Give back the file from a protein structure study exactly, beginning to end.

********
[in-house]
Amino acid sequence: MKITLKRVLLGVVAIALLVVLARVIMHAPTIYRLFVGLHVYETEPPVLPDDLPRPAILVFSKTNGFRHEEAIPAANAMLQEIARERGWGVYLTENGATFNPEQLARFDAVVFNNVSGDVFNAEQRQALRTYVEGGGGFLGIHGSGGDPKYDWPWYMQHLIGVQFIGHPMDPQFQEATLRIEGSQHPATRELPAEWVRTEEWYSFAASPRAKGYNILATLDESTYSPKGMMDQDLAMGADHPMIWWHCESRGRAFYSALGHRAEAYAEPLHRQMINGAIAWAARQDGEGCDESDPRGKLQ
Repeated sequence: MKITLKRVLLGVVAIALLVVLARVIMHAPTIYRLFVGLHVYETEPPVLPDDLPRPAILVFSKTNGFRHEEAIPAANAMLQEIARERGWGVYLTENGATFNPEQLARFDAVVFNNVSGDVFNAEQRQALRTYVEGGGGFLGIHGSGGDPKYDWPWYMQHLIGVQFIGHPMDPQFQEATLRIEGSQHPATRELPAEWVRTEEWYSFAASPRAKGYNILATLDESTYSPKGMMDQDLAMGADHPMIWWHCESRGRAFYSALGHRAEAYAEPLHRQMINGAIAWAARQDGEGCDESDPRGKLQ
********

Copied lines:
[in-house]
Amino acid sequence: MKITLKRVLLGVVAIALLVVLARVIMHAPTIYRLFVGLHVYETEPPVLPDDLPRPAILVFSKTNGFRHEEAIPAANAMLQEIARERGWGVYLTENGATFNPEQLARFDAVVFNNVSGDVFNAEQRQALRTYVEGGGGFLGIHGSGGDPKYDWPWYMQHLIGVQFIGHPMDPQFQEATLRIEGSQHPATRELPAEWVRTEEWYSFAASPRAKGYNILATLDESTYSPKGMMDQDLAMGADHPMIWWHCESRGRAFYSALGHRAEAYAEPLHRQMINGAIAWAARQDGEGCDESDPRGKLQ
Repeated sequence: MKITLKRVLLGVVAIALLVVLARVIMHAPTIYRLFVGLHVYETEPPVLPDDLPRPAILVFSKTNGFRHEEAIPAANAMLQEIARERGWGVYLTENGATFNPEQLARFDAVVFNNVSGDVFNAEQRQALRTYVEGGGGFLGIHGSGGDPKYDWPWYMQHLIGVQFIGHPMDPQFQEATLRIEGSQHPATRELPAEWVRTEEWYSFAASPRAKGYNILATLDESTYSPKGMMDQDLAMGADHPMIWWHCESRGRAFYSALGHRAEAYAEPLHRQMINGAIAWAARQDGEGCDESDPRGKLQ